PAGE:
Conceding defeat can bolster peace

Is there anything the country stands to lose whether or not Nasa presidential candidate Raila Odinga concedes defeat in the August 8 election?

This is the question many Kenyans have been pondering since the election results were announced last week.

To Mr Odinga’s diehard supporters, he must not accept the results as this would depict him as having gone down without a fight.

Others might even accuse him of giving away a golden opportunity to gain a share in the government in whatever proportions they envisage.


For their part, Jubilee loyalists do not believe that merely conceding defeat will change anything.

After all, what can he do with all the National Assembly, gubernatorial and senatorial seats Jubilee won? they ask.

However, I hold the view that Mr Odinga’s public acceptance of the poll outcome would be a key tool for peace and stability.

It doesn’t matter the pain and anguish his supporters have undergone following the failure in his fourth attempt at the presidency.


It matters, though, that his opinion on the results has a bearing on his political future and that of the country.

I simply cannot decipher why a political figure, who has sacrificed so much for the country, would want to erase all the dignity and honour by failing to acknowledge that Kenyans have made a choice.

Mr Odinga could borrow a leaf from US Democratic Party candidate Hillary Clinton’s concession speech after her stunning defeat by Donald Trump in last year’s presidential election:

“Our campaign was never about one person or even one election. It was about the country we love and about building an America that’s hopeful, inclusive and big hearted.”

That this year’s elections were largely incident-free and one of the most transparent ever in Africa should be enough reason for Mr Odinga to respect the verdict.

At his level of political maturity and sacrifice, his desire to see a freer country governed by progressive democratic principles, winning an election or even assuming power should not be the only thing he should be prepared to die for.

He is at a vantage position to demonstrate dignity in defeat that would leave his reputation, locally and internationally, intact.

In America, Walter Mondale’s concession to Ronald Reagan in the 1984 presidential election is just what would best capture Mr Odinga’s best words on our 2017 poll.


Mondale told Reagan: “The People’s choice was made peacefully. And although I would have rather won tonight, we rejoice in our democracy.

“We rejoice in the freedom of a wonderful people. And we accept their verdict.”

Conceding gives supporters the final word on their next course of action, which is to let election intrigues and frustrations pass and look forward to a better future.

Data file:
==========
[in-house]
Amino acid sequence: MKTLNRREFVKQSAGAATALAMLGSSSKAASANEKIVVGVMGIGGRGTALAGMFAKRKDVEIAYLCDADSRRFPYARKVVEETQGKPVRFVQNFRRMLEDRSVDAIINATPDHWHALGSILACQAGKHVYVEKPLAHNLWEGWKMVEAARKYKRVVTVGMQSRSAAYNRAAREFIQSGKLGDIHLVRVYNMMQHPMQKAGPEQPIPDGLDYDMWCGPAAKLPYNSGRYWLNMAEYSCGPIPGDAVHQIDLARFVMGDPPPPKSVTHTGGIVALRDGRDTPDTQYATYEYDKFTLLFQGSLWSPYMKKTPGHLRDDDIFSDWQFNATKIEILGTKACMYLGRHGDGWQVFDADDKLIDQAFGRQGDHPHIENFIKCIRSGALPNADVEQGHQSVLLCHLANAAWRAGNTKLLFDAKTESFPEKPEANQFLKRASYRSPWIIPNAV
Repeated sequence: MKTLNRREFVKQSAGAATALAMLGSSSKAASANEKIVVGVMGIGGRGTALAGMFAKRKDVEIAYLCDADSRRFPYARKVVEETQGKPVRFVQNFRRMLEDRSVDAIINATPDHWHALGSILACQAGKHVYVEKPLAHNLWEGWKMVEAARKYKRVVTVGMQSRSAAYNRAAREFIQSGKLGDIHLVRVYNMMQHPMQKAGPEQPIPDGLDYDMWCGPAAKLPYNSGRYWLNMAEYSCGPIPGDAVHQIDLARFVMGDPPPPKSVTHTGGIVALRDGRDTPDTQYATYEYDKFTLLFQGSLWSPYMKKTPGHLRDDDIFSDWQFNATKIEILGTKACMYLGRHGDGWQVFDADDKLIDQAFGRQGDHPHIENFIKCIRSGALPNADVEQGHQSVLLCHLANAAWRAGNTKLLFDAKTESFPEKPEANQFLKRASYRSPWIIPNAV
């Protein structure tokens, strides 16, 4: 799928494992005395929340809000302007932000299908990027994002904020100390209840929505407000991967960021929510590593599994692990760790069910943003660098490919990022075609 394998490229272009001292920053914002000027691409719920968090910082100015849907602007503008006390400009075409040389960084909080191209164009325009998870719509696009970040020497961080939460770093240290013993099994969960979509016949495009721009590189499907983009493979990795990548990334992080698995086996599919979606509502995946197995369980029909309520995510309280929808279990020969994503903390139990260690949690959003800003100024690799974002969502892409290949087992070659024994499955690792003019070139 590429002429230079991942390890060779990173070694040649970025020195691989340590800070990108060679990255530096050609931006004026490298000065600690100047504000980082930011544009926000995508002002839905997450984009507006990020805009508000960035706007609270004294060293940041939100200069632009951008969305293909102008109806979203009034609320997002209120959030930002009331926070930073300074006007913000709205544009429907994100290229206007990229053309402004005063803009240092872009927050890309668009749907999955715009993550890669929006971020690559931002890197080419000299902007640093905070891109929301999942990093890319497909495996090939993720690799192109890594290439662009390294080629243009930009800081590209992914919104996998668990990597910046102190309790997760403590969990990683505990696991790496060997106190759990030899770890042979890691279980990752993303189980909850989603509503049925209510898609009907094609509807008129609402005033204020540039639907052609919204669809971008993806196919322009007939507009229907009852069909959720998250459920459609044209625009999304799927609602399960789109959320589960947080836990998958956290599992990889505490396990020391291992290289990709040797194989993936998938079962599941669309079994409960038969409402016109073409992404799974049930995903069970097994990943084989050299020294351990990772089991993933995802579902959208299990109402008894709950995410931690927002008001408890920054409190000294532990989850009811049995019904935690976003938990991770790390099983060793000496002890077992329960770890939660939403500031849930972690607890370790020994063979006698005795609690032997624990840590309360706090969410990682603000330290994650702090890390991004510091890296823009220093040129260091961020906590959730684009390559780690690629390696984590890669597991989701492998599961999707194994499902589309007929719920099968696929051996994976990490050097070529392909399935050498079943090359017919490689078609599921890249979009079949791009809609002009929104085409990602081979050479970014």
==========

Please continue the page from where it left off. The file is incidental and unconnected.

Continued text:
Voting just means that we differ on the route to take to move the country forward.


Despite shortcomings in party primaries, some of us accepted the people’s will and decided to look at the broader picture of upholding democracy.

If more leaders were to follow suit, then our counties, constituencies and wards would get down to nation building very soon.

According to Lindsay Hayes, who wrote speeches for losing American presidential candidate John McCain and running mate Sarah Palin in 2008, conceding is critical in instilling a sense of nationhood.

“It creates a sense of continuity and stability. People need that in their government.”

A people’s choice ought to be respected as many equate it to the will of God.

Even despots such as Yahya Jammeh of Gambia could defy all the other forces, but not the will of the people.

When he lost the presidential election to Adama Barrow amid fears of violence, he ignited a fresh sense of patriotism by acknowledging the people’s decision.

He said: “As a true Muslim who believes in the almighty Allah, I will never question Allah’s decision. You, Gambians have decided.”


But he later changed his mind, alleging that evidence had emerged that the election had been rigged.

Conceding defeat demonstrates that the election was not just a tool for personal gain, but also a platform to change society.

We must protect the gains made in promoting peace and stability and give a new beginning a chance.

And for the peace to be sustainable, justice for those aggrieved by the poll outcomes must be dispensed through the legally recognised institutions as defined by the Constitution.

Dr Barua, a former Gichugu MP, is a governance and social entrepreneurship expert. Twitter: @DrNjoguBarua; Email: [email protected]

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